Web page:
I am looking at civil records (BMD) from the late 18th-early 19th century from Morschheim the Pfalz region of (then) Bavaria, and I see several instances of images like this (top part shown):

BMD record from Morschheim, Pfalz, Bavaria

It appears that this is a list of names of some sort,but I cannot figure it out. There are several more numbered sections of groups of what appear to be names. Can someone tell me what sort of list this is?

  • 1
    Is the problem that you cannot read the handwritting or understand the language? Or, can you read and translate it, but do not understand the significance or context in which it was created? If the latter, a transcript would enable others to provide insight.
    – Sue Adams
    Nov 15, 2012 at 13:36
  • The thing that stands out to me is the numbering of the lines. Also, the lines are very similar. For example, line 1 of part 1 is nearly identical to line 1 or part 2 (except for the last word).
    – Luke_0
    Nov 15, 2012 at 14:46

2 Answers 2


According to the film description at FamilySearch, these are "Eheverkündigungen, Heiratsbelege 1808-1816" (marriage proclamations, supporting documents for marriage).

The image, with a 1811 date, starts with a general statement (no names) and includes a list of documents which contain the names of the parties for 2 marriages:

  1. birth certificate of Johannes Laus?
  2. death certificate of his father (not named)
  3. birth certificate of bride Anna Elisabeth Zimt?
  4. death certificate of bride's father (not named)
  5. death certificate of bride's mother (not named)
  6. marriage contract

(numbering starts again)

  1. birth certificate of Johannes Ludwig Schafer
  2. death certificate of his father (not named)
  3. death certificate of his mother (not named)
  4. birth certificate of bride Anna Barbara Jung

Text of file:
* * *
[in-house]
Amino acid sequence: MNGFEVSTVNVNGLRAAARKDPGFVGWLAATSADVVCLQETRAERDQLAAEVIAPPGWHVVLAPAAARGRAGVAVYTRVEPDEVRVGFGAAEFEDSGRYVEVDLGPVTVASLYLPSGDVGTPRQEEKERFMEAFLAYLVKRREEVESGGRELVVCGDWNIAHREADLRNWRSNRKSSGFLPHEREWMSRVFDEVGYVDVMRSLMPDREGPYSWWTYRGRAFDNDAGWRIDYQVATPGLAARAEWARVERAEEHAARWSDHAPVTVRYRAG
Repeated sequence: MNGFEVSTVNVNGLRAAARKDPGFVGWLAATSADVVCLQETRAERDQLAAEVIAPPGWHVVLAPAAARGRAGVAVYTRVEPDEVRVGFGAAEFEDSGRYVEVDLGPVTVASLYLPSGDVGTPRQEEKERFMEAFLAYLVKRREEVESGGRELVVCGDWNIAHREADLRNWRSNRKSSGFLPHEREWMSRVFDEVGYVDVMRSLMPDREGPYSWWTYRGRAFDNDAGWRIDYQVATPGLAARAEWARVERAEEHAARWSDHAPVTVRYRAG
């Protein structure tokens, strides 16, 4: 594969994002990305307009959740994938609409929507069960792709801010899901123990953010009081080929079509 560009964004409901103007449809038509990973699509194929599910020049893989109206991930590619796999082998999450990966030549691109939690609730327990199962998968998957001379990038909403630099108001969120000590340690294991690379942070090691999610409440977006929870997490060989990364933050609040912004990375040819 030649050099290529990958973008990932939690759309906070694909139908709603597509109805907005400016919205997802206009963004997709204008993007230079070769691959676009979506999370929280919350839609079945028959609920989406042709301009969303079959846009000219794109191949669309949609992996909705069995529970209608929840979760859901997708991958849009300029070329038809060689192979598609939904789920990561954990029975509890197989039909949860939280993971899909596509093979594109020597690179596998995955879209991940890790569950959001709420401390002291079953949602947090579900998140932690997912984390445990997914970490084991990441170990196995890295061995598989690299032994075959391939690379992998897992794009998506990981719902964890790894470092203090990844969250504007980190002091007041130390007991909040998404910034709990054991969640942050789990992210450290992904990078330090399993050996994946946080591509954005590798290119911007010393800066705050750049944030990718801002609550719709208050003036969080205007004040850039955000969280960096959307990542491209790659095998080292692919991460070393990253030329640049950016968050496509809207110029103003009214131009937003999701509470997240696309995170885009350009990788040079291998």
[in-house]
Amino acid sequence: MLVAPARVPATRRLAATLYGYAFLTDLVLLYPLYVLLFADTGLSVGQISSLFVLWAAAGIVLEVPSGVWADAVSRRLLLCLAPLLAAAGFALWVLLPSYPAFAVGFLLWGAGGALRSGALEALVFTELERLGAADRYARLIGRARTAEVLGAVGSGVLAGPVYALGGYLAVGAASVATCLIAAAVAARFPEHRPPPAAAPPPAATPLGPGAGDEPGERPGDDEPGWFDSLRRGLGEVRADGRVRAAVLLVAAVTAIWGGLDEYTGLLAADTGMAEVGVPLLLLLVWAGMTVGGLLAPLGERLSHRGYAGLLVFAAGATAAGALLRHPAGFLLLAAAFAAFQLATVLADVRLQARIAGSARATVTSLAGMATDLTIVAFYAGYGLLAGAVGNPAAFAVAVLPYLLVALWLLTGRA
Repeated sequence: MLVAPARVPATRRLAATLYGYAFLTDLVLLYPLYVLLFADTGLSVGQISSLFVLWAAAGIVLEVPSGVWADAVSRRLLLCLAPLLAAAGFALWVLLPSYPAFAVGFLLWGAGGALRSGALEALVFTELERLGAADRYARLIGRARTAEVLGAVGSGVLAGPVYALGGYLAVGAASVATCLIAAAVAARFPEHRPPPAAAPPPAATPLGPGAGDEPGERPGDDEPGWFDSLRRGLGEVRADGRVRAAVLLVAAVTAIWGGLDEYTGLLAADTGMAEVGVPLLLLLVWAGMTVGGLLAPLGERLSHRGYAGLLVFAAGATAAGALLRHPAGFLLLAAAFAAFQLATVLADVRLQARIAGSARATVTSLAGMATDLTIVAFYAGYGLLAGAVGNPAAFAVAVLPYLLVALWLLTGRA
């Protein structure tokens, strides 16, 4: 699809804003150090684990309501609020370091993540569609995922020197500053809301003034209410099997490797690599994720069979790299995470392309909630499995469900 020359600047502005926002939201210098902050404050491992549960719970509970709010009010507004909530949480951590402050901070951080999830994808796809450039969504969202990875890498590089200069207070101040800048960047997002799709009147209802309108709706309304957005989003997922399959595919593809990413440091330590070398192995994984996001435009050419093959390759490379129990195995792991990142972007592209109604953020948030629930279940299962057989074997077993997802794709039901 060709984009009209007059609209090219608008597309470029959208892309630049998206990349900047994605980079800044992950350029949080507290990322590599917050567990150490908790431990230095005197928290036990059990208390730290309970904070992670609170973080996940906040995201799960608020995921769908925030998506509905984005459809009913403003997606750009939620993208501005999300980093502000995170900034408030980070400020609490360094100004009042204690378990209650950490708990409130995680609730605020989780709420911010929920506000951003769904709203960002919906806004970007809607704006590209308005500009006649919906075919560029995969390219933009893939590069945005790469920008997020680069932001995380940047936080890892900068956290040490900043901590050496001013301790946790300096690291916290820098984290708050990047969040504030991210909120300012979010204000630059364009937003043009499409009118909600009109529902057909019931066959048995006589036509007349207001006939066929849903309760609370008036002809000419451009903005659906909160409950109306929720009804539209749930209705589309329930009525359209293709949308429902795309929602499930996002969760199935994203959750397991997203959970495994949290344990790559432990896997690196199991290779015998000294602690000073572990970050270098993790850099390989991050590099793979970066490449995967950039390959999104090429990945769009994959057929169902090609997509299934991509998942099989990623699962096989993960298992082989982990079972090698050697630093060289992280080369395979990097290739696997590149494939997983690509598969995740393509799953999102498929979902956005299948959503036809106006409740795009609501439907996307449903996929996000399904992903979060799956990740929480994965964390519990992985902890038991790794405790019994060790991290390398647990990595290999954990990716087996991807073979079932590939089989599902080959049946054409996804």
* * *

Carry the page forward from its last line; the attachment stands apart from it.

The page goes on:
5. death certficate of bride's mother (not named)

If a transcription of the German text is wanted, let me know.

  • Thanks! This makes sense. Do you think these kinds of records are specific to a particular religion? I am specifically interested in Jewish records from this region, but in scanning this film, I have not come across any Jewish names. Nov 18, 2012 at 18:36
  • This particular film was of civil registration ("Standesamt") records. Bavaria was mostly Catholic, so other persons of other religions would be in the minority in the records. Similar documentation patterns can be found in other marriage records of the same time period.
    – bgwiehle
    Nov 19, 2012 at 2:02
  • It occurred to me that all names in the official records would be in German format/spelling. Some given names or only the surname or possibly specific descriptive inclusion of Jude or Jüdin would be clues to the person's Jewishness. Check research helps for this region for particular circumstances or laws that would help/hinder your search.
    – bgwiehle
    Nov 19, 2012 at 12:49

Just a guess (Old German is tough), but it looks like a marriage contract (prenuptial agreement). They were quite common back then. The father of the bride would put up a dowry, then the contract spelled out how each future child would be named and what they would inherit based on birth order and sex.

Or it could be a laundry list. I can only make out every fourth word. Giving us some of the names involved would help decipher the handwriting better.

  • This is a bit of a fishing expedition. Some of my wife's ancestors were from this village, but these are not their records. Nov 15, 2012 at 6:02

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